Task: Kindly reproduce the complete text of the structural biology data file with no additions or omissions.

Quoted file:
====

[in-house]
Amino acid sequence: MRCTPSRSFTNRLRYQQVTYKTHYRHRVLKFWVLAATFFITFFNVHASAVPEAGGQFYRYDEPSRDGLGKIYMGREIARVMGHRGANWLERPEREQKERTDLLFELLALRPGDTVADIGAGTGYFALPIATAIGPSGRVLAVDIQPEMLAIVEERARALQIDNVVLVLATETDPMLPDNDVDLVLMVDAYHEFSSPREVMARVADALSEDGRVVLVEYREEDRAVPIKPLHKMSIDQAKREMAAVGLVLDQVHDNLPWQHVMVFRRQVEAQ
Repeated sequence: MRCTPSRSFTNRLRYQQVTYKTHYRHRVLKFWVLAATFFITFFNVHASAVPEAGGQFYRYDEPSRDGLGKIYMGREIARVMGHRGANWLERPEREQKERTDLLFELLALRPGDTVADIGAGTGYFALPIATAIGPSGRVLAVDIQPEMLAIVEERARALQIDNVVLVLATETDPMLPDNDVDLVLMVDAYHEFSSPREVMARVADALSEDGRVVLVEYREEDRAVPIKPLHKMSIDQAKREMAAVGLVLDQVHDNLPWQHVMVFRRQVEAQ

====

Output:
[in-house]
Amino acid sequence: MRCTPSRSFTNRLRYQQVTYKTHYRHRVLKFWVLAATFFITFFNVHASAVPEAGGQFYRYDEPSRDGLGKIYMGREIARVMGHRGANWLERPEREQKERTDLLFELLALRPGDTVADIGAGTGYFALPIATAIGPSGRVLAVDIQPEMLAIVEERARALQIDNVVLVLATETDPMLPDNDVDLVLMVDAYHEFSSPREVMARVADALSEDGRVVLVEYREEDRAVPIKPLHKMSIDQAKREMAAVGLVLDQVHDNLPWQHVMVFRRQVEAQ
Repeated sequence: MRCTPSRSFTNRLRYQQVTYKTHYRHRVLKFWVLAATFFITFFNVHASAVPEAGGQFYRYDEPSRDGLGKIYMGREIARVMGHRGANWLERPEREQKERTDLLFELLALRPGDTVADIGAGTGYFALPIATAIGPSGRVLAVDIQPEMLAIVEERARALQIDNVVLVLATETDPMLPDNDVDLVLMVDAYHEFSSPREVMARVADALSEDGRVVLVEYREEDRAVPIKPLHKMSIDQAKREMAAVGLVLDQVHDNLPWQHVMVFRRQVEAQ